Different payer, different rules, different audit
Medicaid doesn’t always follow Medicare, and therein lies the rub for HME providers doing battle in this latest frontier on audits, industry consultants say.
Case in point: For diabetes supplies, Medicare requires a new order when there is a change in the order, but Medicaid requires a new order every year, says Wayne van Halem, president of The van Halem Group in Atlanta.
“We had a client who went through a Medicaid audit for diabetes supplies and because they didn’t have a new order for a new year, they had to refund some money,” he said.
While Medicaid audits are still relatively few and far between compared to Medicare audits, consultants say it’s only a matter of time before they become just as chronic.
That’s why providers want to be “100% familiar” with Medicaid guidelines, particularly as they relate to what documentation they need to submit and when, says Sylvia Toscano, owner of Professional Medical Administrators in Boca Raton, Fla.
“We bill Medicaid in 17 states, and we don’t find that Medicaid follows Medicare guidelines in most cases,” she said. “It’s important that providers don’t just apply one set of standards, regardless of payer type.”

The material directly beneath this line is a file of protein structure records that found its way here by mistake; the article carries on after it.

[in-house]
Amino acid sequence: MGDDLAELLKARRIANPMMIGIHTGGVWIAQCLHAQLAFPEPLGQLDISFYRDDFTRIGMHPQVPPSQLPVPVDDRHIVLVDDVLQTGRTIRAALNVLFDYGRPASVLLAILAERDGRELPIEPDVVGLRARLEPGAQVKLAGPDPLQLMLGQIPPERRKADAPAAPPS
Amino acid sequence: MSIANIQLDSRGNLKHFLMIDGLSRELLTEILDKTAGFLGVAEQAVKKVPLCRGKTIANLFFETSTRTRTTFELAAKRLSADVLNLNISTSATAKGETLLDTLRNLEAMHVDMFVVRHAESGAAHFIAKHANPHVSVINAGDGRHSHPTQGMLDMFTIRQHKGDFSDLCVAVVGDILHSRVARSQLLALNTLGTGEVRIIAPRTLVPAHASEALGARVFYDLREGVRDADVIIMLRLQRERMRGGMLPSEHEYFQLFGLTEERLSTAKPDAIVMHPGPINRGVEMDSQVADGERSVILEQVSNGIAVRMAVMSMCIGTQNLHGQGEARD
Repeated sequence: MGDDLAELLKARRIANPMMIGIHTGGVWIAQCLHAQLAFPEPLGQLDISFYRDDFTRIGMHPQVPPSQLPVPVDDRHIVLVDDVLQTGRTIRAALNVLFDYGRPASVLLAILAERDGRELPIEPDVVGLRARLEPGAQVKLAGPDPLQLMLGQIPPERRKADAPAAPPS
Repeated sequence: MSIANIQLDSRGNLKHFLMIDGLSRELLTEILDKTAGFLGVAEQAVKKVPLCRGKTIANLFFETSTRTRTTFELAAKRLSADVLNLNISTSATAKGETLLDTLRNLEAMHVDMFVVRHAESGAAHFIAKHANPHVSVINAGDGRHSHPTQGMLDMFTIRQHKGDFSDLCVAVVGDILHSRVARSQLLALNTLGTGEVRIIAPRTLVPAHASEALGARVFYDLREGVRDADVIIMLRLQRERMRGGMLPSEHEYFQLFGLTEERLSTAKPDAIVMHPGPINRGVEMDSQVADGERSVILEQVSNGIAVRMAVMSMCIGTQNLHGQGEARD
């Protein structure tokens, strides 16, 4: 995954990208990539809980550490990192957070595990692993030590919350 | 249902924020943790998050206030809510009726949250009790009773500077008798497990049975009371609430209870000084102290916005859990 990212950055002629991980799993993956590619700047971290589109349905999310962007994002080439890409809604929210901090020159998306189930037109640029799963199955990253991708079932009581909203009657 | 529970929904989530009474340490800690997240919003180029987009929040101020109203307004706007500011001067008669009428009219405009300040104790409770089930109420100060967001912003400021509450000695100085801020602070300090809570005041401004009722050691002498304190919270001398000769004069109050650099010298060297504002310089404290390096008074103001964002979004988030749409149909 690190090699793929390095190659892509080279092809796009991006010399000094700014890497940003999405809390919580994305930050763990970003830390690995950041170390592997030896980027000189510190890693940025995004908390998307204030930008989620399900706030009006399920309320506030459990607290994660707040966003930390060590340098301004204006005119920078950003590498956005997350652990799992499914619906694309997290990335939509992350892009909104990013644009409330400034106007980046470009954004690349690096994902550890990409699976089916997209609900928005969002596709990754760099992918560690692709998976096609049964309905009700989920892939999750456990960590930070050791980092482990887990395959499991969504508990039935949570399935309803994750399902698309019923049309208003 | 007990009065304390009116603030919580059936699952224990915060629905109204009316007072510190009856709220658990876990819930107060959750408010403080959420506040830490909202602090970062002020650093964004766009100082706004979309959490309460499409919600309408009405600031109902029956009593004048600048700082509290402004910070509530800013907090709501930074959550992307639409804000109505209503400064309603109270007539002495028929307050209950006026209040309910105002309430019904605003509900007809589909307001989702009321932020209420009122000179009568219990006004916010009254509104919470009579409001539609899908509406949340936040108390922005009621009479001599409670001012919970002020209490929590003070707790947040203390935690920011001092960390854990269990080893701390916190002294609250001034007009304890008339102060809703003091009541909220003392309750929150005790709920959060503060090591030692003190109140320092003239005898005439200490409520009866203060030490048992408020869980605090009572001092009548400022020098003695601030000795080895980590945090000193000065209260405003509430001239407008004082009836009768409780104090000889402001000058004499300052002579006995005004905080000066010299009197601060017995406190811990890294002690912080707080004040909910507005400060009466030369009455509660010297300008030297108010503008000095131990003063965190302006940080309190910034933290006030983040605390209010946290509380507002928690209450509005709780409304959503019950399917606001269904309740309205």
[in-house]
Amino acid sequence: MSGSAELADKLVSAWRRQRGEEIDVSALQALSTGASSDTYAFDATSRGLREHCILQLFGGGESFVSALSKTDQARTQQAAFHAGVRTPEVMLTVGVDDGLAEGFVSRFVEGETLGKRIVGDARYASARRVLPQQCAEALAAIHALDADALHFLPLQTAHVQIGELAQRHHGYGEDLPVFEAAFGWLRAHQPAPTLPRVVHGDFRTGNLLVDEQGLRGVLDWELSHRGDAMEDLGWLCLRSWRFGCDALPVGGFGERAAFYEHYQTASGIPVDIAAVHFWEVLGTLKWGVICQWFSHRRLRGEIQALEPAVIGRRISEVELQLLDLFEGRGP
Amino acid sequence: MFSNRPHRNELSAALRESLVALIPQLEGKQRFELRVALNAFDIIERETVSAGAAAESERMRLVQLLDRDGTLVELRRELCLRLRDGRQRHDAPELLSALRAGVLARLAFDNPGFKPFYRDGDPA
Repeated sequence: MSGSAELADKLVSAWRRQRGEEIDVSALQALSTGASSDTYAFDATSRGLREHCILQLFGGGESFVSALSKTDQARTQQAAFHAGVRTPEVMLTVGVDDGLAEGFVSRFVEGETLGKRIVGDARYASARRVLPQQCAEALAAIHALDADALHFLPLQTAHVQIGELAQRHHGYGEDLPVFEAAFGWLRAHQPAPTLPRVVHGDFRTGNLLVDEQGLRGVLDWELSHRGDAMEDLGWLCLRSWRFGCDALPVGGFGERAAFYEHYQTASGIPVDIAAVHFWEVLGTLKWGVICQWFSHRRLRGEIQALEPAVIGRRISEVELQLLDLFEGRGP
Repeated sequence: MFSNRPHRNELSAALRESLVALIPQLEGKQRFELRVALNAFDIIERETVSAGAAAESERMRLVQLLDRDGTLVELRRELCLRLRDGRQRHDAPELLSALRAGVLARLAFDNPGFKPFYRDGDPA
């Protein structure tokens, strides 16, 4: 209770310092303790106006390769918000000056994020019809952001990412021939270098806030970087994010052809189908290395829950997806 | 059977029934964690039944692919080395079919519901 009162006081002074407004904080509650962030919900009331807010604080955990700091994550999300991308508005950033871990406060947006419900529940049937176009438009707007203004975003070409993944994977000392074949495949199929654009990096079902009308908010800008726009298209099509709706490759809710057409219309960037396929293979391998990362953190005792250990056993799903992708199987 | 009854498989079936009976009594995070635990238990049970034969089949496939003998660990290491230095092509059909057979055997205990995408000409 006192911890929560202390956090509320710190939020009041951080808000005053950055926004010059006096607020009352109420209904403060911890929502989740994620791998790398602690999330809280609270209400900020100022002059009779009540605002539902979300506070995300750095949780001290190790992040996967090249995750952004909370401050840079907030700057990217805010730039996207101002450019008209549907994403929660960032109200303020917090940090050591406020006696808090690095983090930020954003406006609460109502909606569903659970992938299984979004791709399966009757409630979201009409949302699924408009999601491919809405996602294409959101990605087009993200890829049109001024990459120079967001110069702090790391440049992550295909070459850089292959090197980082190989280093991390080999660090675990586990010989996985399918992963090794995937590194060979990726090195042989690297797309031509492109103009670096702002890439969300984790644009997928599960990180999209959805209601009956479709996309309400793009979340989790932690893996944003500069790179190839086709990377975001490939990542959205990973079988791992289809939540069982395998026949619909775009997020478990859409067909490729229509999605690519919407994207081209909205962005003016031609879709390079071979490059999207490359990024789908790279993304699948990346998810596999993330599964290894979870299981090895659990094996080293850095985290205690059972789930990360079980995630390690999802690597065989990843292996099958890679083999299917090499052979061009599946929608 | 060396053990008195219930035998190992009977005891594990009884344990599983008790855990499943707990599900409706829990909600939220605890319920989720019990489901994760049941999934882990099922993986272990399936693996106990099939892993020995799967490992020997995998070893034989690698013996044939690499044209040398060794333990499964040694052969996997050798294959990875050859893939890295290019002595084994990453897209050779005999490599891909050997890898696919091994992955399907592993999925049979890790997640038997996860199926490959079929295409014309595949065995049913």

Providers should also take note that, in most states, when an auditor identifies a Medicaid overpayment, it’s less of an administrative process and more of a legal process, van Halem says.
“They turn it over to attorneys and there are hearings,” he said. “There’s a draft report that you can respond to and then there is a final report that’s turned over to the state attorney that you can appeal.”
The good news, van Halem says: “We’ve been able to negotiate a little bit if the provider agrees, for example, to pay the money back right away.”
The bad news, says Kelly Wolfe, CEO of Regency Billing and Consulting in Largo, Fla.: Because Medicaid reimbursement is only a percentage of Medicare reimbursement, “providers are having to work twice as hard for even less money.”
[See also: In this case, let us root the GAO on]